Dividend stocks are in high demand, and that has made many top dividend stocks extremely expensive. Yet in rare cases, you can find high-yield dividend stocks that, for whatever reason, have fallen out of favor. When you do, you'll need to look closely to make sure these cheap dividend stocks aren't actually value traps that have been beaten down for a reason. Below, you'll learn more about Bank of Nova Scotia (NYSE:BNS), IBM (NYSE:IBM), and Toyota Motor (NYSE:TM) to see whether they're worth a closer look for your portfolio.

Bank on Canadian success

The Canadian banking system has gotten a lot of respect from U.S. investors over the past decade. Unlike their U.S. counterparts, Canadian banks like ScotiaBank held up extremely well during 2008's financial crisis, and that has helped power impressive gains for their shares over time. ScotiaBank in particular has done a good job of extending its reach across the globe, and revenue and income growth have stemmed in large part from its ability to tap into the different trends that prevail across various geographical areas.

People talking in front of ScotiaBank location.

Image source: Bank of Nova Scotia.

ScotiaBank has a yield of almost 4%, but it currently trades at just 13 times its trailing earnings over the past 12 months. That valuation reflects in part the historical levels at which banks tend to trade, but it also seems to indicate some concerns that many share about the possibility of a bubble brewing in the Canadian housing market. Nevertheless, naysayers have been crying wolf for years now, and with its international scope, ScotiaBank would be well-positioned to survive even if Canada's housing market does suffer a dramatic downturn.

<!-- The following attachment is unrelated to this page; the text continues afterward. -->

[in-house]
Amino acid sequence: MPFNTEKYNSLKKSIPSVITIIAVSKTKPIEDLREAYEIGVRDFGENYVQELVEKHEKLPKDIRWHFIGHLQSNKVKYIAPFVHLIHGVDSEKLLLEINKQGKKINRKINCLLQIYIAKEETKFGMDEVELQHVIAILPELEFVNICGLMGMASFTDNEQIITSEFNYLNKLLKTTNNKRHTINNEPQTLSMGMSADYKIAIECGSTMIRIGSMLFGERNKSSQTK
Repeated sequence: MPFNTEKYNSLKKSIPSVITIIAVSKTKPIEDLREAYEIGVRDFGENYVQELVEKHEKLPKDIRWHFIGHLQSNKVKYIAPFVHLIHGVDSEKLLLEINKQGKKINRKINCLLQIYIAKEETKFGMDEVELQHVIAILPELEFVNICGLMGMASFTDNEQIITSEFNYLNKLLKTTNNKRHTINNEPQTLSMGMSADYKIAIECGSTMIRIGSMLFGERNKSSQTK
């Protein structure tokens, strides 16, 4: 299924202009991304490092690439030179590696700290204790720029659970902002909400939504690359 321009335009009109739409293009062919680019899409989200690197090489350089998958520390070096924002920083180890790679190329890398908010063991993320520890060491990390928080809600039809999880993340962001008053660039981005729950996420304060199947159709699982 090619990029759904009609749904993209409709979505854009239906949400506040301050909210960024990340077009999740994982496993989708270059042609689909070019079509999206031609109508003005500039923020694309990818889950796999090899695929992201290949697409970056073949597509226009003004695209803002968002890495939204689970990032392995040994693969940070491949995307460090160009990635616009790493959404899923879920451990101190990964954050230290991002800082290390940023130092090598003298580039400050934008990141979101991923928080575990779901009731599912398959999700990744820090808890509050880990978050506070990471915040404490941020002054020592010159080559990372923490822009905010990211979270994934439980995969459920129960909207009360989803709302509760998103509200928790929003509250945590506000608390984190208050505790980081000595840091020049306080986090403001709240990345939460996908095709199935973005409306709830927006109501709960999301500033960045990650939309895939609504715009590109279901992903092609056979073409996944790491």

Big Blue has had the blues

IBM is the company behind the personal computer, with a history of innovation that dates back for decades. Yet more recently, IBM has struggled to keep its position within the technology industry, as efforts to remain among the leaders in software, services, and various hardware products like data centers have run into intense competition on multiple fronts. For nearly five straight years, IBM has seen its revenue steadily decline, and even its nearly 4% dividend yield hasn't given investors much confidence in its future prospects. The stock currently trades at less than 13 times its trailing earnings.

After a tough run, some investors are getting more bullish on IBM now. The company has redoubled its efforts in key areas like cloud computing and data analytics, and long-term restructuring efforts look like they're moving in the right direction. Investors will need to be patient with the stock, but IBM's history of success gives it a good chance to rediscover future growth and make the current share price look ridiculously cheap.

Driving higher

Finally, Toyota Motor has the cheapest valuation of these three stocks, with a trailing price-to-earnings ratio of about 10 and a similar multiple on a forward-looking basis. Although it follows the international practice of making less regular dividend payments, the yield based on what it has paid over the past 12 months works out to about 3.6%.

Investors have been skeptical about automakers in general, and Toyota hasn't been able to avoid the perception that auto sales in the U.S. have peaked and will therefore lead to falling revenue and earnings in future years. Toyota has already started to see signs of that potential adverse trend, with its most recent quarterly results including a more than 20% drop in full-year net income that marked the first year-over-year decline in five years. Yet even though Toyota's car offerings have hit tough times, SUVs have done a good job of picking up the pace, and that has helped cushion the blow for the Japanese automaker.

It's rare to find dividend stocks that are good values as well. In the case of Toyota, IBM, and ScotiaBank, there are reasons why the stocks trade at attractive valuations, but even with some concerns, their prospects for bouncing back while sustaining their lucrative dividends look pretty good.

Dan Caplinger has no position in any stocks mentioned. The Motley Fool has no position in any of the stocks mentioned. The Motley Fool has a disclosure policy.